Note: This devotional was written for the Lenten devotional series for the Moscow Protestant Chaplaincy in Moscow, Russia. I served as MPC chaplain from 2011-2015.
“I am the light of the world. Whoever follows me will never walk in darkness but will have the light of life.” John 8:12 (NRSV)
Recently I traveled to Ghana and Côte d’Ivoire in West Africa. During this trip I visited Cape Coast, the coastal city in Ghana. Nestled in the heart of the city is an European fortress which dates back to the 17 Century. The Cape Coast Castle as it is called was a central link in the Transatlantic slave trade. Thousands maybe millions of people from the African continent were dehumanize, tortured, sold like cattle, and imprisoned here. Women were raped. From this hell on earth those who survived were loaded onto ships and sent to the Americas.
I was moved, disturbed, and challenged by this encounter. Many questions swirled (and continue to swirl) in my head. How could people participating in this evil? How could Christians – followers of Jesus Christ – work for the enslavement of other human being? How could we and our societies ever tolerate such disregard for God’s mercy and justice.
Evil and injustice exist in our world. We are hurting and broken people. All have directly participated in oppression in others, while all have indirectly participated in human suffering. We are like the ancestors of old who were pious people who worshiped God on Sunday and destroyed lives throughout the week. In Lent we must be honest with ourselves and with God how sin and evil continue to permeate our lives.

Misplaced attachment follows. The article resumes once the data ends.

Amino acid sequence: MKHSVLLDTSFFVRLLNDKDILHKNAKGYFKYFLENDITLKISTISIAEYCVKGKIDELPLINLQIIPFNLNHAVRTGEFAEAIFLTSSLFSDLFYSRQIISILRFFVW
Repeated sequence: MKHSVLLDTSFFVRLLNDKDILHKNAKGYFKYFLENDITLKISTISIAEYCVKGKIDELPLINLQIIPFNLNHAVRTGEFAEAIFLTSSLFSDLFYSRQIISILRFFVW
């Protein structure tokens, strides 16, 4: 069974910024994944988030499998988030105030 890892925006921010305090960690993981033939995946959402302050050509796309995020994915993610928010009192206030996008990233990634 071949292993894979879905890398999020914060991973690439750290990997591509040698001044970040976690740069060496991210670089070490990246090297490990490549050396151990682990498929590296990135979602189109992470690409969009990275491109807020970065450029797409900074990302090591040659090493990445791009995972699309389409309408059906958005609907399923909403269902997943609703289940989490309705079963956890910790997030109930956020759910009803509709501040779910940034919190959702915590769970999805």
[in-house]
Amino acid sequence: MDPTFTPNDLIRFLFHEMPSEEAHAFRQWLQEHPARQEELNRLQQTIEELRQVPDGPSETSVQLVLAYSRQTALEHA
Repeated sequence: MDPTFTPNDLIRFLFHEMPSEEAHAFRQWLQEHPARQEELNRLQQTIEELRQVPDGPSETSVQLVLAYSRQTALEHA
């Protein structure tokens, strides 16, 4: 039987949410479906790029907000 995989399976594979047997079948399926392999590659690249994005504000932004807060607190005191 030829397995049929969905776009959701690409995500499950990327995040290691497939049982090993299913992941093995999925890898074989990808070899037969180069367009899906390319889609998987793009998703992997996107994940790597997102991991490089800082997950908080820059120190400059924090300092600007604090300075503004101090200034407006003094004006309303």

Jesus reminds us in John 8 that he is the Light of the World. In the midst of sin and darkness, Christ is guiding us and helping us find our way. Sin and evil cannot engulf us as we seek refuge in Christ. Rather the light of Christ shines brightly for all to see, beaconing all humanity to come to Christ. By his crucifixion, death, and resurrection, Jesus breaks the bonds of sin, destroys death, and renews all creation. John Wesley – the founder of the Methodism movement – writes in his Explanatory Notes on the New Testament those “that closely, humbly, steadily follows [Jesus], shall have the Divine light continually shining upon them, diffusing over their soul knowledge, holiness, joy, till they are guided by it to life everlasting.”
Let us in this Lenten season rediscover the light of Christ. Let us realign on paths to follow the One who brings new life. Let us change our attitudes and daily habits to see the evil around us. Let us pray for those who feel the heavy weight of oppression. Let us work for justice in small and big ways. Let us recognize human suffering and seek to end it. Let us work to end human trafficking and modern-day slavery in our world. Christ be our light!
Rev. Matthew A. Laferty
MPC Chaplain from 2011-2015